Situation: in the hotel, floor of Batur crater. Just arrived.
I'd been studying up about this place. According to the Good Book, there's this constant problem with locals claiming to be guides, guiding you to the top. You can pretty much just find the trail yourself and take it to the top. But if you're a naive european tourist, you've spent just a few days here, maybe it's easy to be duped and go and spend sixty thousand on a "guide". Especially when they are hounding you so much.
So I sit down to have a beer and this guide sits down and is making his pitch. No. Blah blah blah. No. I just want him to leave.
Then this woman comes up to me, some caucasian tourist. She asks me, what do you think is a reasonable price for a guide? This one guy wanted 80,000 rups, isn't that too much?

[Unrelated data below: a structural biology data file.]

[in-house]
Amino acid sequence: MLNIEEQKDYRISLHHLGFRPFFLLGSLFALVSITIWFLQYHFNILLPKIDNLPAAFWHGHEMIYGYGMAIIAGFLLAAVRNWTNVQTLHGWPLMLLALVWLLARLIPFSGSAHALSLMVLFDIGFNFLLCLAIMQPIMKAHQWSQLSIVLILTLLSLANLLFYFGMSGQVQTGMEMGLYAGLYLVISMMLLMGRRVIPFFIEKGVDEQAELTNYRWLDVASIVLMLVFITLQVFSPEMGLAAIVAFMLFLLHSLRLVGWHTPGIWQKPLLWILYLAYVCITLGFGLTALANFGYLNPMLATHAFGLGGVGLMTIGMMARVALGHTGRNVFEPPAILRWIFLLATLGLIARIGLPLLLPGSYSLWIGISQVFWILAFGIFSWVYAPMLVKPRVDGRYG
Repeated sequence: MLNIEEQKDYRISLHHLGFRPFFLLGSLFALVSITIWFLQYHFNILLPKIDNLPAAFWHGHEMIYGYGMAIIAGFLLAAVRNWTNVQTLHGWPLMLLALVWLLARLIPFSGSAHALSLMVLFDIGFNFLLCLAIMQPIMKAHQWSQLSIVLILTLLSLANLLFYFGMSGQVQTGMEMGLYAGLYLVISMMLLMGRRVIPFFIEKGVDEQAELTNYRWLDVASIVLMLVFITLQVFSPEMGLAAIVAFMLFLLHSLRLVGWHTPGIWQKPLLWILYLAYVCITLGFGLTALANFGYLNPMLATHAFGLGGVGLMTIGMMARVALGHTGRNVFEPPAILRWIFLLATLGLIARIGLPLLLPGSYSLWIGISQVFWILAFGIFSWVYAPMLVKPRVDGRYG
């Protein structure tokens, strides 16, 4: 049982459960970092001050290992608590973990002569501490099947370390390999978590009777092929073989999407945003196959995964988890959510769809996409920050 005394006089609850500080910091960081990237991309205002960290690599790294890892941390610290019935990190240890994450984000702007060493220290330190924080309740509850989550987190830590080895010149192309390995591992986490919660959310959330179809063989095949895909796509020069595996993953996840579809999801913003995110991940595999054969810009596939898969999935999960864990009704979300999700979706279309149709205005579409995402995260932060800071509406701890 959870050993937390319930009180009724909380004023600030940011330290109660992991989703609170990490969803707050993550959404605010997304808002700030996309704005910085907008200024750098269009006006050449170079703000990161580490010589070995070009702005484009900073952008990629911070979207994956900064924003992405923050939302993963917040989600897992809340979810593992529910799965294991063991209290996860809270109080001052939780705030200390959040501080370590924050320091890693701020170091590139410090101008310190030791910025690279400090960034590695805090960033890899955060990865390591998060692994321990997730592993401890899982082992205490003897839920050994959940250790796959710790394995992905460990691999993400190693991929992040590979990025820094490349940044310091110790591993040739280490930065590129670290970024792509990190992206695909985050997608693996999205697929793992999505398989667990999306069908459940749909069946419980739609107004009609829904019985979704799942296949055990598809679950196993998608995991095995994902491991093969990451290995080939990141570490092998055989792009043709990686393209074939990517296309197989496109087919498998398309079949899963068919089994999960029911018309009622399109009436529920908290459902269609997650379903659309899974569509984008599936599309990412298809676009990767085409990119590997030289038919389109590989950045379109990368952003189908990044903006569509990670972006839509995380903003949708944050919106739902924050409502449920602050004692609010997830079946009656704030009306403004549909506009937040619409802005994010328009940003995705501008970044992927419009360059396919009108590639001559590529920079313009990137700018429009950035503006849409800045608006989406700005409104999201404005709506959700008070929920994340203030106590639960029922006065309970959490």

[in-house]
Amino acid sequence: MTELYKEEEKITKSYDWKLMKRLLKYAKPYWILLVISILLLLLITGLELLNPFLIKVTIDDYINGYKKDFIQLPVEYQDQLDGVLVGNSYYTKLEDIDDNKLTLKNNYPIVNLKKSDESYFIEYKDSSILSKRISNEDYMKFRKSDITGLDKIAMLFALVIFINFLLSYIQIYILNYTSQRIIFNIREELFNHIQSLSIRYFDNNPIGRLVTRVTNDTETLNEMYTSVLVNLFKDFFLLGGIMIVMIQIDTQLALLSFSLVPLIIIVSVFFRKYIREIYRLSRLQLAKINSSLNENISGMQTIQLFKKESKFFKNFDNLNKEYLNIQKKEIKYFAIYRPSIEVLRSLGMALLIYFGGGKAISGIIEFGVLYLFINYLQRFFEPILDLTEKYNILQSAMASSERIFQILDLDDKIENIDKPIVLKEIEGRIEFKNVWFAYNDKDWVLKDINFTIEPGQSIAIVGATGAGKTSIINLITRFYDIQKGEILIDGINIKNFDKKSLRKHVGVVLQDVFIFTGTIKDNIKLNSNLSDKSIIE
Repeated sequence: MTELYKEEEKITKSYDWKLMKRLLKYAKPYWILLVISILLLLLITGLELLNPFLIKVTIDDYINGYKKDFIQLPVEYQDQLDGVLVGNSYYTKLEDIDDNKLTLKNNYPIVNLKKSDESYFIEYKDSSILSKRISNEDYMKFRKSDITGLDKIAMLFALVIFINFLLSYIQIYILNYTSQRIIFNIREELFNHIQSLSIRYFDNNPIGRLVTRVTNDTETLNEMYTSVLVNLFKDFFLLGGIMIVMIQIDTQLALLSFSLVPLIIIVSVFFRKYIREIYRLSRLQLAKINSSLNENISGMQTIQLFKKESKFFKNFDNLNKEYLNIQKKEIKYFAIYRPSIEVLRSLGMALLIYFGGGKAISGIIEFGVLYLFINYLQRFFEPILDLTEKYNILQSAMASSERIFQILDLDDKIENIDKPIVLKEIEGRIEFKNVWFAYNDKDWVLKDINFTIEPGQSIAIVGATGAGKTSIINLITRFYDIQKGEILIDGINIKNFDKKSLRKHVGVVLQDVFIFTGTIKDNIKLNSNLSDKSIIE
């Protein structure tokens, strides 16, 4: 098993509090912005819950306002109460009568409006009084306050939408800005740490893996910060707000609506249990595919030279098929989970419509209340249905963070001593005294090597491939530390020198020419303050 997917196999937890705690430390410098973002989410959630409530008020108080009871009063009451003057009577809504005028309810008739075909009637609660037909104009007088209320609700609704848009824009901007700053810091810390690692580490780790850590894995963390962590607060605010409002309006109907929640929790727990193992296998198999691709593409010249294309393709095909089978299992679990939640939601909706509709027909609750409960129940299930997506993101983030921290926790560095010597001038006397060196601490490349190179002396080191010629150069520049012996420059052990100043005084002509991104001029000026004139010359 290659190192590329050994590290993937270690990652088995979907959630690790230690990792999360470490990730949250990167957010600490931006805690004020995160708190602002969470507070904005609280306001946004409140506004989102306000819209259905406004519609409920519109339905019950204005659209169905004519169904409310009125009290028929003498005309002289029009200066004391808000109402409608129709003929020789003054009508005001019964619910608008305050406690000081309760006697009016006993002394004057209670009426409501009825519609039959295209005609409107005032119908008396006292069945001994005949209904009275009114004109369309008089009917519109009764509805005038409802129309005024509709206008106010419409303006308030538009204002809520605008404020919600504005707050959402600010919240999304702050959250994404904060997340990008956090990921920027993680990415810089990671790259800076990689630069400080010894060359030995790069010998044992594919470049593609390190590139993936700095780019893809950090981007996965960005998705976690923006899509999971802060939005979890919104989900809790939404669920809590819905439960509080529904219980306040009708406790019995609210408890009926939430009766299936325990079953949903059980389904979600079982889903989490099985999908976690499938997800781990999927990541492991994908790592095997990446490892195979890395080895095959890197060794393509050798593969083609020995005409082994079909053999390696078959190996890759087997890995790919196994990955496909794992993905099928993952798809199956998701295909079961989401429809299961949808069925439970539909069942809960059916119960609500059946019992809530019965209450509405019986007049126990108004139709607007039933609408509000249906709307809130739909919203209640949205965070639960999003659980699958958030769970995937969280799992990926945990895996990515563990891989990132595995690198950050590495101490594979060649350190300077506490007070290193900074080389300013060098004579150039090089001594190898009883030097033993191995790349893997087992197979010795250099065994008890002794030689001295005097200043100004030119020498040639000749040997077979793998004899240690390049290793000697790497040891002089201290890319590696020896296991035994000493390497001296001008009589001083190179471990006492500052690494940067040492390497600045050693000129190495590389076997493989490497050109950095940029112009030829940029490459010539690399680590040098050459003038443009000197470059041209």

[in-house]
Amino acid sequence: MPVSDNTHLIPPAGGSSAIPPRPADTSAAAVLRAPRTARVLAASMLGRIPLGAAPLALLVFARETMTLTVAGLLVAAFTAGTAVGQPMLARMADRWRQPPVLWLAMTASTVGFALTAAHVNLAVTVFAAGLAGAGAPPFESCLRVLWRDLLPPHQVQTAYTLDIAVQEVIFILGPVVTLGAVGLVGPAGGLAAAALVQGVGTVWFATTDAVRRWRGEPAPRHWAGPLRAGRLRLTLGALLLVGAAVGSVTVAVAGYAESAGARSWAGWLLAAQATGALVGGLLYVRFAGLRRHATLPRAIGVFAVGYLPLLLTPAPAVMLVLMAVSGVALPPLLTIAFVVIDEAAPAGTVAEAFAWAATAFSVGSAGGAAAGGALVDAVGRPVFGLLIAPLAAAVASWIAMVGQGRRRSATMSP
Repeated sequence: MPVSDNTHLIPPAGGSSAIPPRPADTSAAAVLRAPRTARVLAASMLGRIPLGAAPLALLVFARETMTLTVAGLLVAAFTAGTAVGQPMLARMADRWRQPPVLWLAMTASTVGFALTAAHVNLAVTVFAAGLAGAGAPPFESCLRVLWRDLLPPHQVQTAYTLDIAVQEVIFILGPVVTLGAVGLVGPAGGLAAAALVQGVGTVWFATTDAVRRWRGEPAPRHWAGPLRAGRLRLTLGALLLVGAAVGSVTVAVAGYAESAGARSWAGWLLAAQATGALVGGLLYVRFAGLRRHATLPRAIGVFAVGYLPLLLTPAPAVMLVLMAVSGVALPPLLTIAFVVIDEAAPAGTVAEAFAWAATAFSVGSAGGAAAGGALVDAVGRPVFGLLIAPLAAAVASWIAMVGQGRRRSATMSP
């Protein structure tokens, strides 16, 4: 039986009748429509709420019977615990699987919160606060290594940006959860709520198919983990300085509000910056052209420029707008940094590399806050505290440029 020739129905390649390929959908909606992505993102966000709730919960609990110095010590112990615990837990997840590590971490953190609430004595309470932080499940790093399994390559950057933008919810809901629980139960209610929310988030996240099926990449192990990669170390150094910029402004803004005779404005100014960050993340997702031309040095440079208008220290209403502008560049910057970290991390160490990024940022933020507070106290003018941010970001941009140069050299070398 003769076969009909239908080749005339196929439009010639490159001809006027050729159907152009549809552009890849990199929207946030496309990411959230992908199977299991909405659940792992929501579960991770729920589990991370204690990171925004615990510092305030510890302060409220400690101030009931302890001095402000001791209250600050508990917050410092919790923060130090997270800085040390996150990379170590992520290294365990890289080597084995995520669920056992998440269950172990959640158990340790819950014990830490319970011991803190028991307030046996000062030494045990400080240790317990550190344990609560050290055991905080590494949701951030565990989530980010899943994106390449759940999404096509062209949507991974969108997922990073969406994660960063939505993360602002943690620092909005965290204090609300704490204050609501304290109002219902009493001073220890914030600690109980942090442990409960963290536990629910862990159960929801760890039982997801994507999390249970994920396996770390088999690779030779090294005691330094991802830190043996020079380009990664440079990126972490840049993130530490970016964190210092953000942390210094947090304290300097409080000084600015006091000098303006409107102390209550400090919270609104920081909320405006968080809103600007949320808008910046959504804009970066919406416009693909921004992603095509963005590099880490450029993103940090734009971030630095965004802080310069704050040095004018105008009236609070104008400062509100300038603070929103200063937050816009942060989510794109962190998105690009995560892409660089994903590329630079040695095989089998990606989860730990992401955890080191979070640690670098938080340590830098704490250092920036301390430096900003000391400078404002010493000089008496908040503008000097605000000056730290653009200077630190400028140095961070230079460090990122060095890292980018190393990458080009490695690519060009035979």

I was astounded. Haven't you done your homework? But there was a "guide" sitting right there. Didn't want to really be an obvious heel. So I just sortof alluded to the reality.
I'm talking with her and her friend, and a few guides who are scattered about trying to secure an arrangement. How can I talk to them without the locals (guide wanabes) understanding? I guess they are Dutch, so I start rattling off a few German words. It's the only thing I could think of. I'm really pathetic at German but at least I can say some numbers and this "guide" person can't understand. So we're talking, and somehow I hear the other woman speaking German numbers, like she's teaching the guide German. Hey, you're all giving it away! Don't you GET IT I thought. She didn't understand anything of what I was talking about. Or thinking. Completely clueless.